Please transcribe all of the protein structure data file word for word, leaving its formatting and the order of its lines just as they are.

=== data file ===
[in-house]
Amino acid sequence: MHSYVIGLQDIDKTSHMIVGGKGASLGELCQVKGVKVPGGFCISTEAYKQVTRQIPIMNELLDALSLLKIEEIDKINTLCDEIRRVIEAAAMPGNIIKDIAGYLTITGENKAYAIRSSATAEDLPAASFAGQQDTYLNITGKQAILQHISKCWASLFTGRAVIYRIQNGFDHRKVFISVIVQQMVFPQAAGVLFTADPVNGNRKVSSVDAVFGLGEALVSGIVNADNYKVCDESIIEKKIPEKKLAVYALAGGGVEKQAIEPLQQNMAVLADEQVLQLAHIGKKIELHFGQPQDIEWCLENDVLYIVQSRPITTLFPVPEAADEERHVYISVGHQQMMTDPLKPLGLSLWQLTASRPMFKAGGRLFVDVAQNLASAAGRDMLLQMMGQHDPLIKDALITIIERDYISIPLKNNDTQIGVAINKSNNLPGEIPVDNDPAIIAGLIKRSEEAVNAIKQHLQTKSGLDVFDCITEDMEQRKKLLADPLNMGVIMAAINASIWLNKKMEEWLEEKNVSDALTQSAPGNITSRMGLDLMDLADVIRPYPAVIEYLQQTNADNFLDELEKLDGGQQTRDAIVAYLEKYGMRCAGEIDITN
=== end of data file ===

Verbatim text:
[in-house]
Amino acid sequence: MHSYVIGLQDIDKTSHMIVGGKGASLGELCQVKGVKVPGGFCISTEAYKQVTRQIPIMNELLDALSLLKIEEIDKINTLCDEIRRVIEAAAMPGNIIKDIAGYLTITGENKAYAIRSSATAEDLPAASFAGQQDTYLNITGKQAILQHISKCWASLFTGRAVIYRIQNGFDHRKVFISVIVQQMVFPQAAGVLFTADPVNGNRKVSSVDAVFGLGEALVSGIVNADNYKVCDESIIEKKIPEKKLAVYALAGGGVEKQAIEPLQQNMAVLADEQVLQLAHIGKKIELHFGQPQDIEWCLENDVLYIVQSRPITTLFPVPEAADEERHVYISVGHQQMMTDPLKPLGLSLWQLTASRPMFKAGGRLFVDVAQNLASAAGRDMLLQMMGQHDPLIKDALITIIERDYISIPLKNNDTQIGVAINKSNNLPGEIPVDNDPAIIAGLIKRSEEAVNAIKQHLQTKSGLDVFDCITEDMEQRKKLLADPLNMGVIMAAINASIWLNKKMEEWLEEKNVSDALTQSAPGNITSRMGLDLMDLADVIRPYPAVIEYLQQTNADNFLDELEKLDGGQQTRDAIVAYLEKYGMRCAGEIDITN